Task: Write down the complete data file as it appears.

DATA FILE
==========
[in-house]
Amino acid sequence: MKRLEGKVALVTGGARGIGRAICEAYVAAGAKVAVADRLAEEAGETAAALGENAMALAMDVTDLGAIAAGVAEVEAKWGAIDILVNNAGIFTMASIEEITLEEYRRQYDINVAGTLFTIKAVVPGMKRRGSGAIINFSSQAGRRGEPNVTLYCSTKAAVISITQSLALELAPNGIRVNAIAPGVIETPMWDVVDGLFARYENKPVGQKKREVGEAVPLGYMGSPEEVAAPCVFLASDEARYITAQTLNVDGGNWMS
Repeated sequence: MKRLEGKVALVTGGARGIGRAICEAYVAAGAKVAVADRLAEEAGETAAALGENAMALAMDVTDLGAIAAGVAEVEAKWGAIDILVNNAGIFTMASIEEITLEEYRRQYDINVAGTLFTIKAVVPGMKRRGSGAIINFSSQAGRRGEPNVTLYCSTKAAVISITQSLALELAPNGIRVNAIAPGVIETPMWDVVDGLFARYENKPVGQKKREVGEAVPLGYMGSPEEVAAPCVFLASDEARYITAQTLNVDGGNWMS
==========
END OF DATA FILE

[in-house]
Amino acid sequence: MKRLEGKVALVTGGARGIGRAICEAYVAAGAKVAVADRLAEEAGETAAALGENAMALAMDVTDLGAIAAGVAEVEAKWGAIDILVNNAGIFTMASIEEITLEEYRRQYDINVAGTLFTIKAVVPGMKRRGSGAIINFSSQAGRRGEPNVTLYCSTKAAVISITQSLALELAPNGIRVNAIAPGVIETPMWDVVDGLFARYENKPVGQKKREVGEAVPLGYMGSPEEVAAPCVFLASDEARYITAQTLNVDGGNWMS
Repeated sequence: MKRLEGKVALVTGGARGIGRAICEAYVAAGAKVAVADRLAEEAGETAAALGENAMALAMDVTDLGAIAAGVAEVEAKWGAIDILVNNAGIFTMASIEEITLEEYRRQYDINVAGTLFTIKAVVPGMKRRGSGAIINFSSQAGRRGEPNVTLYCSTKAAVISITQSLALELAPNGIRVNAIAPGVIETPMWDVVDGLFARYENKPVGQKKREVGEAVPLGYMGSPEEVAAPCVFLASDEARYITAQTLNVDGGNWMS